1. ITV Report

Aberthaw power station to close putting 170 jobs at risk

Credit: ITV Cymru Wales

A power station will close after around five decades of power generation.

Aberthaw B Power Station is last coal-fired power station in Wales and currently employs 170 people.

The owner RWE said it plans to close the station near Barry at the end of March next year.

It said the decision to close the station will contribute to the company’s goal of reducing CO2 emissions.

This is a difficult time for everyone at Aberthaw Power Station. However market conditions made this decision necessary.

I would like to thank all of our staff, past and present, who have contributed to the success of the station for so many years.

Over the coming months we will complete the consultation process.

– Roger Miesen, Chief Executive Officer of RWE Generation
The power station began operations in 1971.

The union, Prospect said the closure will "hit the staff who work there hard".

While all existing coal-fired power stations have a limited life, the announcement to close Aberthaw in 2020 will still hit the staff who work there hard. Prospect will help and support members over the coming months.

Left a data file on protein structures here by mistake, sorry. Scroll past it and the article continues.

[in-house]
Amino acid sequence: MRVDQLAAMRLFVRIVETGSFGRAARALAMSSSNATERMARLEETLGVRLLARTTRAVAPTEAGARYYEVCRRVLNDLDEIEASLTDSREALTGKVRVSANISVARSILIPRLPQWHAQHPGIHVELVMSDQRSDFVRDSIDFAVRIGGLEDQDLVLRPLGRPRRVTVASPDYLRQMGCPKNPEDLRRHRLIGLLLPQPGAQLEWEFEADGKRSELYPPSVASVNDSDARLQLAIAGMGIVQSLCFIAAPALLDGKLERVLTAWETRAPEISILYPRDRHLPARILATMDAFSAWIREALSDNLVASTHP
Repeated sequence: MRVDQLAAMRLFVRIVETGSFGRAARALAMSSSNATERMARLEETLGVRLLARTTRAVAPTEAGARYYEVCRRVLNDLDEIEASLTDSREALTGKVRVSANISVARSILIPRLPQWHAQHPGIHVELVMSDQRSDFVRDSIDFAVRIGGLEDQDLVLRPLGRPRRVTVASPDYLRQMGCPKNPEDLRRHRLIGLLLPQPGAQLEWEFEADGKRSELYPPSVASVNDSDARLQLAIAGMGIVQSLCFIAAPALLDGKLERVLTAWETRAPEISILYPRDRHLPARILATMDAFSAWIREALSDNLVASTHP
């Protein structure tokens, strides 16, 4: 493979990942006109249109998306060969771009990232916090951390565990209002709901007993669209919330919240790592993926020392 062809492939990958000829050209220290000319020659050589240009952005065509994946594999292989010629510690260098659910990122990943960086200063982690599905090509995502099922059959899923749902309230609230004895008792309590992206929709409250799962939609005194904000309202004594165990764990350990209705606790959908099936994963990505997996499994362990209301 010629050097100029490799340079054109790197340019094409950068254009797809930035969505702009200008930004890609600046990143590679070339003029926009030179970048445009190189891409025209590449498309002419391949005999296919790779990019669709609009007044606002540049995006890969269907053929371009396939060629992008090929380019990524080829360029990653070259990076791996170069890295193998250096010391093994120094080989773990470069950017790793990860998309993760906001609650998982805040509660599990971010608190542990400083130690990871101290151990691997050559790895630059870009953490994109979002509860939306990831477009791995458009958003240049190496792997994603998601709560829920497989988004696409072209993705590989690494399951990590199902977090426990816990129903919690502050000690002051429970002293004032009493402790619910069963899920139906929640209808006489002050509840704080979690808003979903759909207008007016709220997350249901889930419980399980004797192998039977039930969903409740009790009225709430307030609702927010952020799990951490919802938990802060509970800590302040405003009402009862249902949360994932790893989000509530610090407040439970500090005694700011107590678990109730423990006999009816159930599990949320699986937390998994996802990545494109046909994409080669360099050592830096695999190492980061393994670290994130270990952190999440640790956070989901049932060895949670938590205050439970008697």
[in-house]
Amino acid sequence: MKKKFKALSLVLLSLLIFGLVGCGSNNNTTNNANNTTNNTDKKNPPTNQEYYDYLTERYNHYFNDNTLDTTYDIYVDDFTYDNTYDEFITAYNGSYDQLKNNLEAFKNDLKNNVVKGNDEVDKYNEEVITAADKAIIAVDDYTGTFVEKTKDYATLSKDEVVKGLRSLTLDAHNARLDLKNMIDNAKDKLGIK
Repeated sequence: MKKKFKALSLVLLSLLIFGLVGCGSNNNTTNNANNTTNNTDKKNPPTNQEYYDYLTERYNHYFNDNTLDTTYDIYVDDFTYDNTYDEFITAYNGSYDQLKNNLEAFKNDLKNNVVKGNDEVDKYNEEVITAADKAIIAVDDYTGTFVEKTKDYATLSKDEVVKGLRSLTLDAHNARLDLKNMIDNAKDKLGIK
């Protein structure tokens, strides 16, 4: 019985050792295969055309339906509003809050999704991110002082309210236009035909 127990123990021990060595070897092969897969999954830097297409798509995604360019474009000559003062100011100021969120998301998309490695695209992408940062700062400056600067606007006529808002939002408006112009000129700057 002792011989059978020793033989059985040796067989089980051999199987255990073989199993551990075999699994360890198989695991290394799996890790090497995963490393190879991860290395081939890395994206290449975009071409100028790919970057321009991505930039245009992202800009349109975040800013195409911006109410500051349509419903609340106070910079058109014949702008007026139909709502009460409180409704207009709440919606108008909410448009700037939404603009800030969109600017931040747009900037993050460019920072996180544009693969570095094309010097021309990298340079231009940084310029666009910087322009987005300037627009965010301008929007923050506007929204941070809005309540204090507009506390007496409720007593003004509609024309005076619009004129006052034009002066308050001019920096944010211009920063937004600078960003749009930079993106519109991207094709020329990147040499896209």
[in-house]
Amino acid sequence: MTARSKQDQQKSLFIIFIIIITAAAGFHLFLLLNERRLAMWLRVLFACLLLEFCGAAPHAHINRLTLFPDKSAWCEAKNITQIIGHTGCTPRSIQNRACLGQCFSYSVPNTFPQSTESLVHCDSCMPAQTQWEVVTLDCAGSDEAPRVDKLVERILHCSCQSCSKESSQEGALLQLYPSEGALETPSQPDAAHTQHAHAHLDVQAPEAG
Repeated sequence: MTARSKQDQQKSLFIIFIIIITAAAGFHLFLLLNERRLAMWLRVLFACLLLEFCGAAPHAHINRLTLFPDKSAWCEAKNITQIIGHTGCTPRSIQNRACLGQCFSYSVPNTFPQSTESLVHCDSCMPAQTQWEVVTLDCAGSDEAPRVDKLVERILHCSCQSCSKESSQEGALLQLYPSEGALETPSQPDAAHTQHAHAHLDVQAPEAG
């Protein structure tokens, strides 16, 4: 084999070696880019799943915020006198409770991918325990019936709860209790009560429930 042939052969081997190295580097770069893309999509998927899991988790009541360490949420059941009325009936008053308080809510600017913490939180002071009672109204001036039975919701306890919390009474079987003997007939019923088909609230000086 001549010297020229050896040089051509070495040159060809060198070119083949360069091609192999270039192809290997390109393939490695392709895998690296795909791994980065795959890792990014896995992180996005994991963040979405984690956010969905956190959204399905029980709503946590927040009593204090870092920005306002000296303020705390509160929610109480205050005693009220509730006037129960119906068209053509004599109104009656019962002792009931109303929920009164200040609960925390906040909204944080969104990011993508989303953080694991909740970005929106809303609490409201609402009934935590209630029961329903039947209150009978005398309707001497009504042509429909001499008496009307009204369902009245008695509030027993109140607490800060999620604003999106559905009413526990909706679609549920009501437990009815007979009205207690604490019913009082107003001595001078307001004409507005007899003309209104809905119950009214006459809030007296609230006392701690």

– Prospect Negotiator Kevin Warden

In 2017, hundreds of protesters marched on the station, calling for its closure, and more investment in green jobs.

Today, Friends of the Earth Cymru has welcomed the news of the plant's closure.

The writing’s on the wall for the coal industry – we cannot keep burning fossil fuels in a climate emergency and we must stop now...

Combined with the Welsh Government’s announcement at the end of last year that there should be no new coal mining in Wales, so finally we will be able to say that coal is history.

We must now re-energise our efforts to cut emissions to net zero, and secure solutions to climate change that support communities throughout Wales, creating green jobs, and a healthy sustainable future for us all without damaging our climate and wildlife.

– Haf Elgar, Director of Friends of the Earth Cymru